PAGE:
Jun 10 – 14, 2019
Bonn, Campus Poppelsdorf
Europe/Zurich timezone


Jun 13, 2019, 6:00 PM
HS 7

HS 7

Baryon resonances in experiments with hadron beams and in the e+e- collisions Parallel Session A


Mikhail Barabanov (JINR)


The spectroscopy of charmonium-like states together with the spectroscopy of charmed and strange baryons is discussed. It is a good testing tool for the theories of strong interactions, including: QCD in both the perturbative and non-perturbative regimes, LQCD, potential models and phenomenological models [1, 2, 3]. An understanding of the baryon spectrum is one of the primary goals of non-perturbative QCD. In the nucleon sector, where most of the experimental information is available, the agreement with quark model predictions is astonishingly small, and the situation is even worse in the strange and charmed baryon sector. The experiments with hadron and heavy ion collisions are well suited for a comprehensive spectroscopy program, in particular, the spectroscopy of charmonuim-like states and flavour baryons. Charmed and strange baryons can be produced abundantly in both processes, and their properties can be studied in detail [1, 2, 3].
For this purpose an elaborated analysis of charmonium and tetraquark spectrum together with spectrum of charmed and strange baryons is given. The recent experimental data from different collaborations (BaBar, Belle, BES, LHCb) are analyzed. A special attention was given to the recently discovered XYZ-particles. The attempts of their possible interpretation are considered [4 - 7]. The results of physics simulation are obtained. Some of these states can be interpreted as higher lying charmonium and tetraquarks with a hidden charm [5, 6, 7] and strangeness [8, 9]. It has been shown that charge/neutral tetraquarks must have their neutral/charged partners with mass values which differ by few MeV. This hypothesis coincides with that proposed by Maiani and Polosa [10] and need confirmation nowdays. Many heavy baryons with charm and strangeness are expected to exist. But much more data on different decay modes are needed before firmer conclusions can be made. These data can be derived directly from the experiments using a high quality antiproton beam with √S up to 5.5 GeV planned at FAIR and proton-proton (proton-nuclei) collisions with √S up to 26 GeV planned at the NICA.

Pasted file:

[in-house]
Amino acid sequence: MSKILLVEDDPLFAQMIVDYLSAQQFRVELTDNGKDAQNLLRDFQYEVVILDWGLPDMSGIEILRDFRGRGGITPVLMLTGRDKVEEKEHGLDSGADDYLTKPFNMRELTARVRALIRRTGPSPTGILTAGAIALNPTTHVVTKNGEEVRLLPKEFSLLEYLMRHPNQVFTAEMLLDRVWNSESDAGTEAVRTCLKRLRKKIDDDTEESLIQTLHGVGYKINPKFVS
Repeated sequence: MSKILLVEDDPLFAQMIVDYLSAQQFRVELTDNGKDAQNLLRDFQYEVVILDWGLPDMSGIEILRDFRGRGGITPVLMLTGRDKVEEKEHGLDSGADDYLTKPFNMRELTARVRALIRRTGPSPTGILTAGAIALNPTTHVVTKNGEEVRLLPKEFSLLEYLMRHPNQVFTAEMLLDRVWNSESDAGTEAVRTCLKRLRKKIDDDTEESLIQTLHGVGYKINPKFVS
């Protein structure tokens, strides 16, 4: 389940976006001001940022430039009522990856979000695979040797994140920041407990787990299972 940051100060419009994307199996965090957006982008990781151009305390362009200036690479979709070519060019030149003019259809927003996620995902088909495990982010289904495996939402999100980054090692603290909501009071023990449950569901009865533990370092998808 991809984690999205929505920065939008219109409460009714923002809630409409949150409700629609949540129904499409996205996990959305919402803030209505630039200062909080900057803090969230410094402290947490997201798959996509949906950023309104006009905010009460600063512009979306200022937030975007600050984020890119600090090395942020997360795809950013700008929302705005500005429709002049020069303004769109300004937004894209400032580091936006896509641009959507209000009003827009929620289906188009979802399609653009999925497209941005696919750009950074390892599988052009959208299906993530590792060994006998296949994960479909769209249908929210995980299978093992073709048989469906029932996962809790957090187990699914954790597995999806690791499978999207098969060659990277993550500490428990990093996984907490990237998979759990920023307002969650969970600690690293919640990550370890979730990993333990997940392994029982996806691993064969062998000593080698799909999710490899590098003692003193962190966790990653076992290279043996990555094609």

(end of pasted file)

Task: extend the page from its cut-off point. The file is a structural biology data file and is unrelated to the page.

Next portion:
[1] W. Erni et al., arXiv:0903.3905v1 [hep-ex] (2009) 63.
[2] N. Brambilla et al., European Physical Journal C 71:1534, (2011) 1.
[3] J. Beringer et al., Review of Particle Physic, Physical. Review, D 86, (2012).
[4] M.Yu. Barabanov, A.S. Vodopyanov, Physics of Particles and Nuclei Letters, V.8, N.10, (2011) 1069.
[5] M.Yu. Barabanov, A.S. Vodopyanov, S.L. Olsen, Physics of Atomic Nuclei, V.77, N.1, (2014) 126.
[6] M.Yu. Barabanov, A.S. Vodopyanov, S.L. Olsen , Physica Scripta, T 166 (2015) 014019.
[7] M.Yu. Barabanov, A.S. Vodopyanov, S.L. Olsen, A.I. Zinchenko, Physics of Atomic Nuclei, V.79, N 1 (2016) 126.
[8] R. Aaij et al., Phys. Rev. 95, (2017) 012002
[9] R. Aaij et al., Phys. Rev 118 (2017) 022003
[10] L. Maiani, F. Piccinini, A.D. Polosa, V. Riquer, Phys. Rev. Lett. 99 (2007) 182003.

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